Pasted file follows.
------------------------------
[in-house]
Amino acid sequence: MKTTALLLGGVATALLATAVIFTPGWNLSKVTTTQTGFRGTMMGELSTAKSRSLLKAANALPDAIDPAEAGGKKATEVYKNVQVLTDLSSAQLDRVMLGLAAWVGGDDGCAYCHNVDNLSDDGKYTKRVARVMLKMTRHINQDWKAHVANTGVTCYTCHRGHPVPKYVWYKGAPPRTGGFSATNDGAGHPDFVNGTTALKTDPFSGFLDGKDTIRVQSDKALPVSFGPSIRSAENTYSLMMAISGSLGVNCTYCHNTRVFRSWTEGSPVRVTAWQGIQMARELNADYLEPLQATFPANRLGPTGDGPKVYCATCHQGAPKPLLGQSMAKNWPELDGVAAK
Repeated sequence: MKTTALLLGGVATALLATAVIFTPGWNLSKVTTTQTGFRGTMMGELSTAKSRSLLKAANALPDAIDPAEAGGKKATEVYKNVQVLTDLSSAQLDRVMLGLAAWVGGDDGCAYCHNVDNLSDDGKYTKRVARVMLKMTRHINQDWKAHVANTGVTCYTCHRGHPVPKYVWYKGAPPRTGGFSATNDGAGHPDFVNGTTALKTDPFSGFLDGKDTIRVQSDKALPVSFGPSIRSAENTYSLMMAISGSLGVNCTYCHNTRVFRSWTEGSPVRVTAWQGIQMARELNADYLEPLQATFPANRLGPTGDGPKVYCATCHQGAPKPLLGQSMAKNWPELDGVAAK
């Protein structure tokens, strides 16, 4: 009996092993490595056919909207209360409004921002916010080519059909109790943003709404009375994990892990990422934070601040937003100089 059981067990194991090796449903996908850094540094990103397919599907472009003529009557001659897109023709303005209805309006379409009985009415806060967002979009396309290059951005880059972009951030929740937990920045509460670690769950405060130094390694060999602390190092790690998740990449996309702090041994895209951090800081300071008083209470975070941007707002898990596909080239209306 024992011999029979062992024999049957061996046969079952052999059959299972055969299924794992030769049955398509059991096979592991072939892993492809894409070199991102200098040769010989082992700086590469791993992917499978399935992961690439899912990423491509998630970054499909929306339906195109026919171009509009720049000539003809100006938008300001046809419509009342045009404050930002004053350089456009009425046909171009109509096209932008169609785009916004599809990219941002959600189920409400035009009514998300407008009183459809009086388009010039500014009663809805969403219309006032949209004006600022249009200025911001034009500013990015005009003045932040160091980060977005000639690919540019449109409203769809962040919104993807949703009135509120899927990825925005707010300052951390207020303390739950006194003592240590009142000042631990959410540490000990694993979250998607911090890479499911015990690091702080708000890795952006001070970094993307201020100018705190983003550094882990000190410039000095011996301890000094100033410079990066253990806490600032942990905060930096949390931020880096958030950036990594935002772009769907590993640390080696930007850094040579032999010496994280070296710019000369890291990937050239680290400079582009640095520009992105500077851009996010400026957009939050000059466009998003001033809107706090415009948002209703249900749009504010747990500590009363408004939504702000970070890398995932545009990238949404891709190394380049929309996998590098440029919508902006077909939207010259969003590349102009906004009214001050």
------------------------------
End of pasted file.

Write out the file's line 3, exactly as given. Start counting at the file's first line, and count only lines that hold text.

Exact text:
Repeated sequence: MKTTALLLGGVATALLATAVIFTPGWNLSKVTTTQTGFRGTMMGELSTAKSRSLLKAANALPDAIDPAEAGGKKATEVYKNVQVLTDLSSAQLDRVMLGLAAWVGGDDGCAYCHNVDNLSDDGKYTKRVARVMLKMTRHINQDWKAHVANTGVTCYTCHRGHPVPKYVWYKGAPPRTGGFSATNDGAGHPDFVNGTTALKTDPFSGFLDGKDTIRVQSDKALPVSFGPSIRSAENTYSLMMAISGSLGVNCTYCHNTRVFRSWTEGSPVRVTAWQGIQMARELNADYLEPLQATFPANRLGPTGDGPKVYCATCHQGAPKPLLGQSMAKNWPELDGVAAK